Skip to main content

Thank you for visiting nature.com. You are using a browser version with limited support for CSS. To obtain the best experience, we recommend you use a more up to date browser (or turn off compatibility mode in Internet Explorer). In the meantime, to ensure continued support, we are displaying the site without styles and JavaScript.

Soil ingestion among young children in rural Bangladesh

Abstract

Ingestion of soil and dust is a pathway of children’s exposure to several environmental contaminants, including lead, pesticides, and fecal contamination. Empirically based estimates of central tendency for soil consumption by children in high-income countries range from 9 to 135 dry mg/day. Using a Monte Carlo simulation, we modeled the mass of soil directly and indirectly ingested per day by rural Bangladeshi children and identified the parameters that influence the mass ingested. We combined data from observations of direct and indirect ingestion among children with measurements of soil mass on the children’s hands, mother’s hands, and objects to quantify soil ingestion/day. Estimated geometric mean soil ingestion was 162 dry mg/day for children 3–5 months, 224 dry mg/day for children 6–11 months, 234 dry mg/day for children 12–23 months, 168 dry mg/day for children 24–35 months, and 178 dry mg/day for children 36–47 months old. Across all age groups, children placing their hands in their mouths accounted for 46–78% of total ingestion and mouthing objects contributed 8–12%. Direct ingestion of soil accounted for nearly 40% of soil ingested among children 6–23 months old. Sensitivity analyses identified that the parameters most affecting the estimates were the load of soil on the child’s hand, the frequency of hand-to-mouth contacts while not eating, and, for children 6–23 months old, the frequency of direct soil ingestion. In a rural, low-income setting, children’s soil consumption was substantially more than the estimates for children in high-income countries. Further characterizing soil ingestion of children in low-income contexts would improve assessments of the risks they face from soil-associated contaminants.

Access options

Rent or Buy article

Get time limited or full article access on ReadCube.

from$8.99

All prices are NET prices.

Fig. 1
Fig. 2
Fig. 3

References

  1. 1.

    Lanphear BP, Hornung R, Ho M, Howard CR, Eberly S, Knauf K. Environmental lead exposure during early childhood. J Pediatr. 2002;140:40–7.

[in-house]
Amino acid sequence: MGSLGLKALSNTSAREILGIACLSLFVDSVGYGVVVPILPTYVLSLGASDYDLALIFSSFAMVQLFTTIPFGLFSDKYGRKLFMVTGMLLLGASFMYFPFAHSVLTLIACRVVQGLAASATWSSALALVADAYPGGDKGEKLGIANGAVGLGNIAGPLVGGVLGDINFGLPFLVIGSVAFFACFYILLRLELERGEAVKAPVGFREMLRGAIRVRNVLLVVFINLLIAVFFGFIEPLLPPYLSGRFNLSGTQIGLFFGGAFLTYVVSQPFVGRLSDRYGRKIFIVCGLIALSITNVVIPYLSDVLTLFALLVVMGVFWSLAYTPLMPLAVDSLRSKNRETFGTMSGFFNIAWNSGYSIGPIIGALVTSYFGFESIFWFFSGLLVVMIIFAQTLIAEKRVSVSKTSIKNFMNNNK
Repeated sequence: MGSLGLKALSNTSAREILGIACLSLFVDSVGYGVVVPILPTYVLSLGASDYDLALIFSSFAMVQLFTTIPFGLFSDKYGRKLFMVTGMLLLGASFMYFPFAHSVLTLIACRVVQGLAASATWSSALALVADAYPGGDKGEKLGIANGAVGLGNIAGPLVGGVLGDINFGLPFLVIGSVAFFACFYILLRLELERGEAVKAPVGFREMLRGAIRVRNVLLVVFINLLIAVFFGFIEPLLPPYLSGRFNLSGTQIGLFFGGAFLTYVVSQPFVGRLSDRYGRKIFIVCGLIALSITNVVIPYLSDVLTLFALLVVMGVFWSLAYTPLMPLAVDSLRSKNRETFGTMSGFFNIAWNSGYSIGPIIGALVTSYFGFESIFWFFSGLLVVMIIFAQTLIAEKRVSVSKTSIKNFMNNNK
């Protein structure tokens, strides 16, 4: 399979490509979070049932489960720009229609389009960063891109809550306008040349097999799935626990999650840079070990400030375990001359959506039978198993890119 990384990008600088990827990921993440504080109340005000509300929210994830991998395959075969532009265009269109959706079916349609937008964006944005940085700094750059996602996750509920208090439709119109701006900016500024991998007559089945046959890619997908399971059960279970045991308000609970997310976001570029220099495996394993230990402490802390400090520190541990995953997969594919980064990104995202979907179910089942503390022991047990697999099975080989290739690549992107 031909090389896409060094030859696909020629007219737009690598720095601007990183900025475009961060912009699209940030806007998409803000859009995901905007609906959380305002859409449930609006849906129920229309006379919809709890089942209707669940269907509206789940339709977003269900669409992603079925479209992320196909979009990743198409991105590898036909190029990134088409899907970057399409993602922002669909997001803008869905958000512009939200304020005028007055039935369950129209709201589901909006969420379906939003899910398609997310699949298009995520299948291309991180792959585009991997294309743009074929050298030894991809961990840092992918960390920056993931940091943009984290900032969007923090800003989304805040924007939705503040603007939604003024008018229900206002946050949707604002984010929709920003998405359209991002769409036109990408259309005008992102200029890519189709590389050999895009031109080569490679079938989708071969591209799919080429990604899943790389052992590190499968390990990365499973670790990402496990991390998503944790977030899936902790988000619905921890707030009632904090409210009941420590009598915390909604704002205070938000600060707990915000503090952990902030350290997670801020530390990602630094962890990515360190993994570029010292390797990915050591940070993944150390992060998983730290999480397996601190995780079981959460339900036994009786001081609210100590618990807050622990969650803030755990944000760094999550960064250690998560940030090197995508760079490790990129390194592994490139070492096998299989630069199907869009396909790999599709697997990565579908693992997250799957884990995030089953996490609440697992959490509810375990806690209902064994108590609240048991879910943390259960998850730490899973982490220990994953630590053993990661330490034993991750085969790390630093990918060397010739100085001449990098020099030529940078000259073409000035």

CAS  Article  Google Scholar 

  2. 2.

    Agency for Toxic Substance and Disease Registry. Toxicological profile for lead. Atlanta, Georgia: Agency for Toxic Substances and Disease Registry; 2007.

    Google Scholar 

  3. 3.

    Simcox NJ, Fenske RA, Wolz SA, Lee I-C, Kalman DA. Pesticides in household dust and soil: exposure pathways for children of agricultural families. Environ Health Perspect. 1995;103:1126–34.

    CAS  Article  Google Scholar 

  4. 4.

    Agency for Toxic Substance and Disease Registry. Toxicological profile for DDT, DDE, and DDD. Atlanta, Georgia: Agency for Toxic Substances and Disease Registry; 2002.

    Google Scholar 

  5. 5.

    George CM, Oldja L, Lee GO, Biswas S, Perin J, Lee GO, et al. Geophagy is associated with environmental enteropathy and stunting in children in rural Bangladesh. Am J Trop Med Hyg. 2015;92:1117–24.

    Article  Google Scholar 

  6. 6.

    U.S. Environmental Protection Agency. Soil screening guidance. Technical Background Document, Washington, DC; 1996.

  7. 7.

    Özkaynak H, Xue J, Zartarian VG, Glen G, Smith L. Modeled estimates of soil and dust ingestion rates for children: soil and dust ingestion. Risk Anal. 2011;31:592–608.

    Article  Google Scholar 

  8. 8.

    Mickle MH. Structure, use, and validation of the IEUBK model. Environ Health Perspect. 1998;106:1531–4.

    CAS  Article  Google Scholar 

  9. 9.

    Lepow ML, Bruckman L, Gillette M, Markowitz S, Robino R, Kapish J. Investigations into sources of lead in the environment of urban children. Environ Res. 1975;10:415–26.

    CAS  Article  Google Scholar 

  10. 10.

    Lepow ML, Markowitz S. Role of airborne lead in increased body burden of lead in Hartford children. Environ Health Perspect. 1974;7:99–102.

    CAS  Article  Google Scholar 

  11. 11.

    Day JP, Hart M, Robinson MS. Lead in urban street dust. Nature. 1975;253:343–5.

    CAS  Article  Google Scholar 

  12. 12.

    Duggan MJ, Williams S. Lead-in-dust in city streets. Sci Total Environ. 1977;7:91–7.

    CAS  Article  Google Scholar 

  13. 13.

    Wilson R, Jones-Otazo H, Petrovic S, Bonvalot Y, Williams D, Mark G, et al. Revisiting dust and soil ingestion rates based on hand-to-mouth transfer. Hum Ecol Risk Assess Int J. 2013;19:158–88.

    CAS  Article  Google Scholar 

  14. 14.